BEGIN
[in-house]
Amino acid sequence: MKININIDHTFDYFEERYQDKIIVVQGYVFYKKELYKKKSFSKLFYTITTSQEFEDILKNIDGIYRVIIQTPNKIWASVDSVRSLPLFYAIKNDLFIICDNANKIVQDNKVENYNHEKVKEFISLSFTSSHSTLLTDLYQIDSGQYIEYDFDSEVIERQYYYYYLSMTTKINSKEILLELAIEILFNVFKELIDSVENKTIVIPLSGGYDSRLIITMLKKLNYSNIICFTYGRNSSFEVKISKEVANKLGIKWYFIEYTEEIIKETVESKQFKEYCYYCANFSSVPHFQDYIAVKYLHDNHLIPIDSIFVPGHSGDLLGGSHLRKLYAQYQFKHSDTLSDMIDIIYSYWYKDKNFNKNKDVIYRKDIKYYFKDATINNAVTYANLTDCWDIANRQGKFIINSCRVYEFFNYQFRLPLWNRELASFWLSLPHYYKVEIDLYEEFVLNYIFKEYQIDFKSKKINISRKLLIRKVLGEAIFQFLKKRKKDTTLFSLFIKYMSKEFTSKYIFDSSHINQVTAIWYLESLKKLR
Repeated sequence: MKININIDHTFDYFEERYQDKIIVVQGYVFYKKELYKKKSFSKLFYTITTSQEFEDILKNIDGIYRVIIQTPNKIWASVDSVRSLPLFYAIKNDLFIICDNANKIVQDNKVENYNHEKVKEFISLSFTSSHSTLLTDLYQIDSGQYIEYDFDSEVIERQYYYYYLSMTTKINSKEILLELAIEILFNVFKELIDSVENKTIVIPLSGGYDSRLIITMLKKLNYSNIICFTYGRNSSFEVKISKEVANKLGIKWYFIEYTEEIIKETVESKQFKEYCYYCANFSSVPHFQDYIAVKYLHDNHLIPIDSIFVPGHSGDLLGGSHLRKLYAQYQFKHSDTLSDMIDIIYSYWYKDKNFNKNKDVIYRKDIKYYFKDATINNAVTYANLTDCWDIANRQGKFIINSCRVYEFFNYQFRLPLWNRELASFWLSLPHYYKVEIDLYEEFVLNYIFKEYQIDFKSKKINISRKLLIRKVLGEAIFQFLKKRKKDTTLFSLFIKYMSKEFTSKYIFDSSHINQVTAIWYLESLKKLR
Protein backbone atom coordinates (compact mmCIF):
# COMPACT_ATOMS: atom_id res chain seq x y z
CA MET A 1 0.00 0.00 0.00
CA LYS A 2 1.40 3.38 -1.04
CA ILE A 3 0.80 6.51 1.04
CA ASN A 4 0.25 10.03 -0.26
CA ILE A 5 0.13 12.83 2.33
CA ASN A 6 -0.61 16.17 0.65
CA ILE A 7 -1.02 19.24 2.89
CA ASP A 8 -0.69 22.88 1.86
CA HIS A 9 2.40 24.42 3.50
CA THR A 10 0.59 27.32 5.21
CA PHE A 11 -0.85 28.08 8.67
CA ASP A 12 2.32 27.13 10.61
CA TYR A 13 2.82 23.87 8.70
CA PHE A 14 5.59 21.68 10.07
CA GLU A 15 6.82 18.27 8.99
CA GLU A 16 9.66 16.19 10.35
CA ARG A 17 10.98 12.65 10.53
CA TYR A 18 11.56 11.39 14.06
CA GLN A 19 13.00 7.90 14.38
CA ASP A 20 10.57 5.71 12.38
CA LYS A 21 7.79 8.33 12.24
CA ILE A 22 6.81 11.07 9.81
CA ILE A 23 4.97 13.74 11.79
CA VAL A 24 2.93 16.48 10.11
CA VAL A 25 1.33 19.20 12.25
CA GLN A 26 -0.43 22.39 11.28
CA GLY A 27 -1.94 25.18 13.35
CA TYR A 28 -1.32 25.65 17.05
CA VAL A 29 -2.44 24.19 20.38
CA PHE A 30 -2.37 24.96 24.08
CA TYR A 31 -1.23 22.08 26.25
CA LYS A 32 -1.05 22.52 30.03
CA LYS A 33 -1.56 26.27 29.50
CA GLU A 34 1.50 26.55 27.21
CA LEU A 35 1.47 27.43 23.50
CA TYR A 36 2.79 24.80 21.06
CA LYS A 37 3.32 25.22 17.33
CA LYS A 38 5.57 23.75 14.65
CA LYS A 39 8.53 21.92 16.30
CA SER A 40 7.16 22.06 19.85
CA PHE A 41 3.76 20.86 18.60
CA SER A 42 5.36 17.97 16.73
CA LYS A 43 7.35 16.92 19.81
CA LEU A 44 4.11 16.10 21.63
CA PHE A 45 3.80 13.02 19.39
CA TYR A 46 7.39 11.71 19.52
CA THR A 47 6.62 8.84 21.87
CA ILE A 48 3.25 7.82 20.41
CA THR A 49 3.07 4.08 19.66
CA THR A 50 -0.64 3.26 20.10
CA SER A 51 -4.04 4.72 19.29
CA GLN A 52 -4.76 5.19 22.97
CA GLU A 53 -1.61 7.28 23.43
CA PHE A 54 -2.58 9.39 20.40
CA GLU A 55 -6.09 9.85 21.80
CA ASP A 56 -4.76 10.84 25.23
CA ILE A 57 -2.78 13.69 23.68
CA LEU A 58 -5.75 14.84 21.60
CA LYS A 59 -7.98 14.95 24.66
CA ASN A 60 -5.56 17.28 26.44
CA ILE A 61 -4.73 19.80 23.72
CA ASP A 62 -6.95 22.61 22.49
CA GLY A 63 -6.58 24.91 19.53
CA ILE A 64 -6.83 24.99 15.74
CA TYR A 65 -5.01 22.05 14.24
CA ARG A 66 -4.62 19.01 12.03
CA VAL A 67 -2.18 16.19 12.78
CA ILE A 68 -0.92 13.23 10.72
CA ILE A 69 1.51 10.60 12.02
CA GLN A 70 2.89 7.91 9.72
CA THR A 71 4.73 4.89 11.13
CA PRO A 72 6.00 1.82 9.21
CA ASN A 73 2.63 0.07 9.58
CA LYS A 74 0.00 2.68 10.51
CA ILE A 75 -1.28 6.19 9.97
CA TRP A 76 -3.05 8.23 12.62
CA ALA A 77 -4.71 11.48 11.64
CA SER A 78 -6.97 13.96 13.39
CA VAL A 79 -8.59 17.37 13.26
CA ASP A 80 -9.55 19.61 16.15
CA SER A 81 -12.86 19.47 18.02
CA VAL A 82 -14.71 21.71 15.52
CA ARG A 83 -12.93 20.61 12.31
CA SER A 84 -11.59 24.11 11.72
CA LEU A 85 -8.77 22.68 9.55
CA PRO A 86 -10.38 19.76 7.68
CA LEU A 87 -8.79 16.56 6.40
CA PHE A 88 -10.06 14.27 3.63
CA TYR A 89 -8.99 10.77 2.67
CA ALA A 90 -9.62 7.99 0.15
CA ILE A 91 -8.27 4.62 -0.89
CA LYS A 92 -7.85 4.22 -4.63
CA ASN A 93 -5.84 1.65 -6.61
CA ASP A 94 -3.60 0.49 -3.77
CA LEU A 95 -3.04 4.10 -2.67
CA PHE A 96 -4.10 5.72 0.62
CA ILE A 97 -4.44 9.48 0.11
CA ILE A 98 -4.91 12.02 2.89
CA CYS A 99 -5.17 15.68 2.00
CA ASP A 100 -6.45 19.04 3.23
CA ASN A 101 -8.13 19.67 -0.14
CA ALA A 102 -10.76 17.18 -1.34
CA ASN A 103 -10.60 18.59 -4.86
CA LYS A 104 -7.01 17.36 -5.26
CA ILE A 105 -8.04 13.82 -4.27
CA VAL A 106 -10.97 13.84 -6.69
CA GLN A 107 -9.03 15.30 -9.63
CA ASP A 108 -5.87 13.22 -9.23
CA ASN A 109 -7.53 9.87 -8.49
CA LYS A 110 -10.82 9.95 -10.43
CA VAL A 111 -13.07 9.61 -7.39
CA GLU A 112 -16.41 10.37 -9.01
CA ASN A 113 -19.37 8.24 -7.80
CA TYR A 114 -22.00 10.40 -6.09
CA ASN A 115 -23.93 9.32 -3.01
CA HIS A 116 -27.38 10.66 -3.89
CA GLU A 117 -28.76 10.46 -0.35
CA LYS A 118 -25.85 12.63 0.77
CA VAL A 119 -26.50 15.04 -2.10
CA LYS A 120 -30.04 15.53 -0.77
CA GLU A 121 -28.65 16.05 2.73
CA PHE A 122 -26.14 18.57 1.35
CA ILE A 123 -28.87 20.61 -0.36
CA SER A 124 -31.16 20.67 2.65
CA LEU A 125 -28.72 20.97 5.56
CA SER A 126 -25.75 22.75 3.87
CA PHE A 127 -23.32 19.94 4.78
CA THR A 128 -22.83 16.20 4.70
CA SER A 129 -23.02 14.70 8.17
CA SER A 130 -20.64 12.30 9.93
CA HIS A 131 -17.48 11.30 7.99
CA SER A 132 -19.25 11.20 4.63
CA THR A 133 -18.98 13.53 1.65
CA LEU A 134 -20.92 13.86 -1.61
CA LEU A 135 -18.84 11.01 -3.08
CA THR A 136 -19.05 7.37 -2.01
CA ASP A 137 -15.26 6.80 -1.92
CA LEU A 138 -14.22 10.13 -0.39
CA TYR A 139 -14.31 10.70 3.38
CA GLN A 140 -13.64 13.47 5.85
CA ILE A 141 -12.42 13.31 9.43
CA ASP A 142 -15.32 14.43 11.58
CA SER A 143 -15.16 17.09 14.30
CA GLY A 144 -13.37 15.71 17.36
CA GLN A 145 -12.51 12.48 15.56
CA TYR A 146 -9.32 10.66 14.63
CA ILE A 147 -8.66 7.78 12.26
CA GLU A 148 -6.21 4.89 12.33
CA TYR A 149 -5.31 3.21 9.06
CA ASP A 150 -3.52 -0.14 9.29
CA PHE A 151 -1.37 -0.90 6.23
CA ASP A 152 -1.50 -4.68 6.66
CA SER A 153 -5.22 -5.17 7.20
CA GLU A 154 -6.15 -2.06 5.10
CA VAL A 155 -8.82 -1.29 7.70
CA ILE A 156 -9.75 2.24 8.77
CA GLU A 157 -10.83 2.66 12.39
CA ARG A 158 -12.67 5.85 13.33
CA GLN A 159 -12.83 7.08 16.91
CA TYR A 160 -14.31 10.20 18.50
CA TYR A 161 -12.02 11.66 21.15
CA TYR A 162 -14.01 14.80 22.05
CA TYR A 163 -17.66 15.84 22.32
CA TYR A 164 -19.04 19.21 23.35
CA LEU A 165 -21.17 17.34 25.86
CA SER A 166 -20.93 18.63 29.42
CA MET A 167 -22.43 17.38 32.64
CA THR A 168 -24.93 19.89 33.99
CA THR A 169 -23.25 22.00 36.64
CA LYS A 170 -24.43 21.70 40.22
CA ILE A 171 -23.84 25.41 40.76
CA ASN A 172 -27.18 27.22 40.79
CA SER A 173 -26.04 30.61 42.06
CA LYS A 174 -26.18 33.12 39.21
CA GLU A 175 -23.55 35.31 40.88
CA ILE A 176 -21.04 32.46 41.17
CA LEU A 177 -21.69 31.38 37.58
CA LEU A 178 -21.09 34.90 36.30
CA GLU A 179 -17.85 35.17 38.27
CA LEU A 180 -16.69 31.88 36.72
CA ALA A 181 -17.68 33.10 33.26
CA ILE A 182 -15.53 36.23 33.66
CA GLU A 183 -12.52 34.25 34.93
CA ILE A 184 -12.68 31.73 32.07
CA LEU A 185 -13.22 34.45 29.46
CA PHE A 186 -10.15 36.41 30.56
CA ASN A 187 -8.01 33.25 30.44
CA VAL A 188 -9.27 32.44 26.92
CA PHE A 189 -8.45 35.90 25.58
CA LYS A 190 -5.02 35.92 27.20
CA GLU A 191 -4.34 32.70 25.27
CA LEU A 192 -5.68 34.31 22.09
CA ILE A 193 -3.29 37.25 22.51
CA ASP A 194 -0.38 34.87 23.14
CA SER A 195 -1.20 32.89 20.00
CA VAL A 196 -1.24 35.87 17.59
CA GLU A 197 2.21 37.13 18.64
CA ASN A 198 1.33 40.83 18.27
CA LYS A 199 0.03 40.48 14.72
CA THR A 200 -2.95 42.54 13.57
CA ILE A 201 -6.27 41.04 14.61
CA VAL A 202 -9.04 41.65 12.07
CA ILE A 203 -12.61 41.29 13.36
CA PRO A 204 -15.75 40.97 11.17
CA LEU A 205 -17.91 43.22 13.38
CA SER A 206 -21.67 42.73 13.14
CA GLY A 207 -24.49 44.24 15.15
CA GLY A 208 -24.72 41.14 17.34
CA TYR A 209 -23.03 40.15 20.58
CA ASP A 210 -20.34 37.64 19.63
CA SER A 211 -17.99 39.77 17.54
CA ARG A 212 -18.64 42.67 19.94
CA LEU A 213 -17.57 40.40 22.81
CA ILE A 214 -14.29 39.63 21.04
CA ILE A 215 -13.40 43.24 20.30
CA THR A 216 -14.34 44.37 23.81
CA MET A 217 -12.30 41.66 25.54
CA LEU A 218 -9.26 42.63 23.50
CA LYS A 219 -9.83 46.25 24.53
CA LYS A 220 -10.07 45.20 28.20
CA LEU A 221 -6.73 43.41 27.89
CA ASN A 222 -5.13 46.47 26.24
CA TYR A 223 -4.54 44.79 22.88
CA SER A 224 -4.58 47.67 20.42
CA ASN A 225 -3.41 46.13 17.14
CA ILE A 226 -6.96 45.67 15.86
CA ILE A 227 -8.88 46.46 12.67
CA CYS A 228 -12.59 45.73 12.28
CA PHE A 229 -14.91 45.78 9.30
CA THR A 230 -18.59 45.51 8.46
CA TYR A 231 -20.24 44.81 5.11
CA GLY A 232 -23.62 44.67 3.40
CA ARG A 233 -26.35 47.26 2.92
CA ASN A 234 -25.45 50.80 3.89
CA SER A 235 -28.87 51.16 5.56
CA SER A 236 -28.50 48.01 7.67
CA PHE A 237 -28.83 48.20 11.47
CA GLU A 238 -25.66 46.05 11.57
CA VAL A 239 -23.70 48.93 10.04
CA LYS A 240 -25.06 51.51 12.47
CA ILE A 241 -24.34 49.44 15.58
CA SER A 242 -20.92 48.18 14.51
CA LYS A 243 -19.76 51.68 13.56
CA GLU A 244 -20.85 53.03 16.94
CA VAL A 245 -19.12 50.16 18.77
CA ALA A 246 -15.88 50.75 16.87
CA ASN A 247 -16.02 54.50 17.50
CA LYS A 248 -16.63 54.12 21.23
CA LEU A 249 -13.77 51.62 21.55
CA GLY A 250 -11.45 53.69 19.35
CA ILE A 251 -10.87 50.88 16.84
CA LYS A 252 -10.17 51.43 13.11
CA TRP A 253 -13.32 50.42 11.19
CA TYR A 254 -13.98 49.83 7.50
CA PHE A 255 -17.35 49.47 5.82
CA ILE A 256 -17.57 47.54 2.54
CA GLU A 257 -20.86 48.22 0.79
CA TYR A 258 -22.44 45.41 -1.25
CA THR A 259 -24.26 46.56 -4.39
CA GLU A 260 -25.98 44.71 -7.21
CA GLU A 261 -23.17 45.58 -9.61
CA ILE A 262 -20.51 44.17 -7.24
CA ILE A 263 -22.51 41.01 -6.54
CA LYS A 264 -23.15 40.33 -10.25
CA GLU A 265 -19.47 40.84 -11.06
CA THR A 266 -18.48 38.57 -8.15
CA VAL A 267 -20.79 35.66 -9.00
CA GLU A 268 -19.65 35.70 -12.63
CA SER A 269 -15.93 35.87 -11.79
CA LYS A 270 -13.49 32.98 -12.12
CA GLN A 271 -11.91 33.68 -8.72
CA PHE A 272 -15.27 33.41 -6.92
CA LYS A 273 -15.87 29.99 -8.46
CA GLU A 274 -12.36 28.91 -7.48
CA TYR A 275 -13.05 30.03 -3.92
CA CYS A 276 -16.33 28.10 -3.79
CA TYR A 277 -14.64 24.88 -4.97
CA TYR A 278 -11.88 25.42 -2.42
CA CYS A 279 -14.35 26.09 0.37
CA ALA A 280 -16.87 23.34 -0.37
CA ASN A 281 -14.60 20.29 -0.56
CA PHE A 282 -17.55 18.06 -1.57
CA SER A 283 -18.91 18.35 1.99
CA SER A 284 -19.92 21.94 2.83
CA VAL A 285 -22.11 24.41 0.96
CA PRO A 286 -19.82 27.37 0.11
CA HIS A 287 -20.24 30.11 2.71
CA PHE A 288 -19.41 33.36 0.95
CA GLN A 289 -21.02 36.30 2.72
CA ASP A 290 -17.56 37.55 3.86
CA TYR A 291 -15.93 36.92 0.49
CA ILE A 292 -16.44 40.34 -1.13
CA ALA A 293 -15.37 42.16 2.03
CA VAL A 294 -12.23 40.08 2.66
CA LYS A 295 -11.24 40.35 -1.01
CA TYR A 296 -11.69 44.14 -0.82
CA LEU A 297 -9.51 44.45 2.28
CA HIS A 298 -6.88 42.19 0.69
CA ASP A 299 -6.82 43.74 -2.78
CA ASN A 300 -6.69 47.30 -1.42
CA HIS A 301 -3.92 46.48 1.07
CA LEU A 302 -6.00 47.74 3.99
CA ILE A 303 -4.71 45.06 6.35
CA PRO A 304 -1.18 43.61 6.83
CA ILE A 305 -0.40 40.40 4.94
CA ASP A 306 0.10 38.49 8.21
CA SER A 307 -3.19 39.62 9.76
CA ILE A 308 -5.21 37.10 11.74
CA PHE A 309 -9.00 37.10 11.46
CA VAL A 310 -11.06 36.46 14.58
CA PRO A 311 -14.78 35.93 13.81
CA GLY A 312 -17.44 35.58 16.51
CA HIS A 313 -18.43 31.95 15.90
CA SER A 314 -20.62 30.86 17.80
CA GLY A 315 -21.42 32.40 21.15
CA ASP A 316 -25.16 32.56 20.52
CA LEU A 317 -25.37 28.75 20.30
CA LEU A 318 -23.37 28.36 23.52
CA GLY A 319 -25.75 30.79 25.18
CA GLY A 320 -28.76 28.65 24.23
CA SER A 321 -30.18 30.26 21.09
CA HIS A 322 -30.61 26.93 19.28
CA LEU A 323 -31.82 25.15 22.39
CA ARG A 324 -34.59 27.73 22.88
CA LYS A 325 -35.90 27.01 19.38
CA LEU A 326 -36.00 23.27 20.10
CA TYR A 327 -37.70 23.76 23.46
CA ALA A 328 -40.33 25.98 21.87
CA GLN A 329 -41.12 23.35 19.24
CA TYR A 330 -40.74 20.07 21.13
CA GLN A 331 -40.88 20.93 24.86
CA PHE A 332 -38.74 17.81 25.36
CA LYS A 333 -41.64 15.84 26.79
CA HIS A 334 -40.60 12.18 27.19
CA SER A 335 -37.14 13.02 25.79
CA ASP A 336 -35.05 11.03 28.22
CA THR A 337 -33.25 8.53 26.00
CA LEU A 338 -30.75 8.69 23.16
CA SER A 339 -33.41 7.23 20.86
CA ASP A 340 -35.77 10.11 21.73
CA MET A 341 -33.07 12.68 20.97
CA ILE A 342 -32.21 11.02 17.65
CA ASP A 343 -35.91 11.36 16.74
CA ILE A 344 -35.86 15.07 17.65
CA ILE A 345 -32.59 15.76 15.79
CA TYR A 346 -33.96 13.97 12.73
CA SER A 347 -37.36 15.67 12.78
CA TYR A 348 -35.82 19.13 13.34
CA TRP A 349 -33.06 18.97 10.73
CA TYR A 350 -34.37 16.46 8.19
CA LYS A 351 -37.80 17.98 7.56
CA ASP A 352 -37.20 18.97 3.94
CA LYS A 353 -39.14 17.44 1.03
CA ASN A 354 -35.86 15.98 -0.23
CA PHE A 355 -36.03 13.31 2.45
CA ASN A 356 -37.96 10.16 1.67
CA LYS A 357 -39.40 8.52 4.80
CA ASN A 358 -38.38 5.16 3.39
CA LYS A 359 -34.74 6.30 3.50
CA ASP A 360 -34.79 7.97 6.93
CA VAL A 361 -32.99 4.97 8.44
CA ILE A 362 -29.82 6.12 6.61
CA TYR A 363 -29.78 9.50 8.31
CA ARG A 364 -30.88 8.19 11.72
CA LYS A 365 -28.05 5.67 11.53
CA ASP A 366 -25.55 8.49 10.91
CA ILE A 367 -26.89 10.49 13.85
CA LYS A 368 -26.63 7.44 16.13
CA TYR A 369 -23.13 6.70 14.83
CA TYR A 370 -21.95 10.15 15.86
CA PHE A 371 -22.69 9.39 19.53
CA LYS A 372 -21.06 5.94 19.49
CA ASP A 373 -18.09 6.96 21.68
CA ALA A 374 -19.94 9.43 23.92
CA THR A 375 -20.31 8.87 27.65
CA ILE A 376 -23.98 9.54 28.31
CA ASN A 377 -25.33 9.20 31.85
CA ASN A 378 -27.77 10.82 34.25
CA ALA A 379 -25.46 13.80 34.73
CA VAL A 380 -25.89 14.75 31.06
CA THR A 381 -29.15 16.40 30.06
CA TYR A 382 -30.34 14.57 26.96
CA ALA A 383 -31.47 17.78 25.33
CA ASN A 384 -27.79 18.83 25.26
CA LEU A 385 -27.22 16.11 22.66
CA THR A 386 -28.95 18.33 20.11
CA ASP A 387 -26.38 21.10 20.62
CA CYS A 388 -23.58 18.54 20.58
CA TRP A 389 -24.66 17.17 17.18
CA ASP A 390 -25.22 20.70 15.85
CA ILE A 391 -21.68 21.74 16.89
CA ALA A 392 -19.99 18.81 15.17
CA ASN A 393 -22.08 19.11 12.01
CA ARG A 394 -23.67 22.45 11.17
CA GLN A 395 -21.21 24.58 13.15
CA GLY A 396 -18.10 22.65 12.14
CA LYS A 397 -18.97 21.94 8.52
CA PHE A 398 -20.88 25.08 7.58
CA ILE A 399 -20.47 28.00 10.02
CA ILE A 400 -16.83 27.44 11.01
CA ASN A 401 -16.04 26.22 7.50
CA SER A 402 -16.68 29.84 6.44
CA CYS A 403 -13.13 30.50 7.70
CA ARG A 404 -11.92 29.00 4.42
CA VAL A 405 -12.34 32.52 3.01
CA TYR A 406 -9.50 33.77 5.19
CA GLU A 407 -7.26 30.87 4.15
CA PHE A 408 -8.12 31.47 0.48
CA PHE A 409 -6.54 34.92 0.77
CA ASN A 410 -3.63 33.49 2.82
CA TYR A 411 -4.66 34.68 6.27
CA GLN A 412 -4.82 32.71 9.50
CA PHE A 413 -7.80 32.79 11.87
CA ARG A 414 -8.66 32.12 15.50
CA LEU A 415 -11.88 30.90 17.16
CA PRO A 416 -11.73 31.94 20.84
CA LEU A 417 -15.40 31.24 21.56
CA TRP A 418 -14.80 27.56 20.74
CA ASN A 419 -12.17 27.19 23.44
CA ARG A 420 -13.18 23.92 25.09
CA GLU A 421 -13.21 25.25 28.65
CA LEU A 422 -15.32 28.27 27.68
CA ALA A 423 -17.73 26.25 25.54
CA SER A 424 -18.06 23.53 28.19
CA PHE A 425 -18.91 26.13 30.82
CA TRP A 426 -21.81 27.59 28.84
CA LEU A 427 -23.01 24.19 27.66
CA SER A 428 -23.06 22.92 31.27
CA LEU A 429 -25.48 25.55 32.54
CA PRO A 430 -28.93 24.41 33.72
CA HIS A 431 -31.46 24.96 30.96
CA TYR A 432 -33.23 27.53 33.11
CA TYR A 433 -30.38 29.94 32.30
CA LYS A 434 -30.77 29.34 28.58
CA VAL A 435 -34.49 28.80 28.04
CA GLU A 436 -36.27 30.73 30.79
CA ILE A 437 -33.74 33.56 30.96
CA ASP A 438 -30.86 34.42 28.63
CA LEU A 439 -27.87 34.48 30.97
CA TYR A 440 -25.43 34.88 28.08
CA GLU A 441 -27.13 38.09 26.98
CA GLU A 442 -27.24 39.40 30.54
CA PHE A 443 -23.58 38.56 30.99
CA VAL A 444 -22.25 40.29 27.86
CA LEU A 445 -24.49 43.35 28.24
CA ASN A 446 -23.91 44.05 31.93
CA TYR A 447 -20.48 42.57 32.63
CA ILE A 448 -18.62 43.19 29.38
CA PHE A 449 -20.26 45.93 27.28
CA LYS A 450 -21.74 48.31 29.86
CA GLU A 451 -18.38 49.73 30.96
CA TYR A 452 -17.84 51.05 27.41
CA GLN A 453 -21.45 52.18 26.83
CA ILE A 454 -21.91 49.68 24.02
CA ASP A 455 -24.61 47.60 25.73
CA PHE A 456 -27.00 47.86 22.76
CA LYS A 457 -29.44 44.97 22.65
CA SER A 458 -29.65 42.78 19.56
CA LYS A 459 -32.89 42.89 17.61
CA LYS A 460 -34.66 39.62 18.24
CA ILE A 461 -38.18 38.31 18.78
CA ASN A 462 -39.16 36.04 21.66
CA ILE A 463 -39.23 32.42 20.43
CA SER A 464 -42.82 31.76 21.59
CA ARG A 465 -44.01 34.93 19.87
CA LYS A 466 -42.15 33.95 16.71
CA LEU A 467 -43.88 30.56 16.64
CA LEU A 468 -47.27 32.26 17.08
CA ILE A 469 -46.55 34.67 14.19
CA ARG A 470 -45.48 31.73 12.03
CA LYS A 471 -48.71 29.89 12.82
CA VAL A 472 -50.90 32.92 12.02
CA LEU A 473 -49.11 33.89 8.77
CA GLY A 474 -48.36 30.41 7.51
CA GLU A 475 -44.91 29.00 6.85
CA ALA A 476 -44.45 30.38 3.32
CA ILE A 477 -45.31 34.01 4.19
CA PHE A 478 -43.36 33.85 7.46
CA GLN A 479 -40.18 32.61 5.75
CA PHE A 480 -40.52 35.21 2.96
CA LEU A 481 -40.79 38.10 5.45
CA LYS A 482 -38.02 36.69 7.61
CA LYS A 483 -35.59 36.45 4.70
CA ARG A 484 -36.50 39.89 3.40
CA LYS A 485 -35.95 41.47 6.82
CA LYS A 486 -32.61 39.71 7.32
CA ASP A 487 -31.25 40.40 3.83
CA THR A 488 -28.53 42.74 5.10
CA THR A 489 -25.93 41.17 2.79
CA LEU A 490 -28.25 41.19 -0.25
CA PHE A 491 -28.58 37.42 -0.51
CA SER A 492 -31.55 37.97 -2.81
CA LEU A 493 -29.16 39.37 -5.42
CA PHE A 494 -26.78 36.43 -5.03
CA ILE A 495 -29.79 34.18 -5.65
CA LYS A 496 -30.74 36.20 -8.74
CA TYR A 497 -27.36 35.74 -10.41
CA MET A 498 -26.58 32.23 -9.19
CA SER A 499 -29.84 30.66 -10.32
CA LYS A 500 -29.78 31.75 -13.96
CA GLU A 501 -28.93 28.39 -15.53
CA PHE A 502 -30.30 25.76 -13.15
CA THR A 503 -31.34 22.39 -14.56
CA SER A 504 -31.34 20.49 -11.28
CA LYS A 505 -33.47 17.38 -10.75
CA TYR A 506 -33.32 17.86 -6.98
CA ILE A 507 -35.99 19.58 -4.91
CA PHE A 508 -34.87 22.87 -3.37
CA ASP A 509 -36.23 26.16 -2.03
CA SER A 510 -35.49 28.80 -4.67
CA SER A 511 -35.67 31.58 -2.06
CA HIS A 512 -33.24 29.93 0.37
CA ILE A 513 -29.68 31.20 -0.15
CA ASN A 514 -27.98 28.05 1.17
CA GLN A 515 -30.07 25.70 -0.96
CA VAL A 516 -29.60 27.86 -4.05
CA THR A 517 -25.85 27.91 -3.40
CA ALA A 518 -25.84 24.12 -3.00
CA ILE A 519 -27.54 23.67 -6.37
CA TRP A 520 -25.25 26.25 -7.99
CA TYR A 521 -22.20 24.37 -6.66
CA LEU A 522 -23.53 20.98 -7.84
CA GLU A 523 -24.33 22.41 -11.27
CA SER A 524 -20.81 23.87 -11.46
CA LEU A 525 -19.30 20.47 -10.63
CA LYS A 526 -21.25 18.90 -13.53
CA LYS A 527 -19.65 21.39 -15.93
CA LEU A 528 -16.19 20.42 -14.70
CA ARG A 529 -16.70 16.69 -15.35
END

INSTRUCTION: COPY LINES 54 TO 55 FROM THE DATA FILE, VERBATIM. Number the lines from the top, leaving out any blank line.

CA THR A 49 3.07 4.08 19.66
CA THR A 50 -0.64 3.26 20.10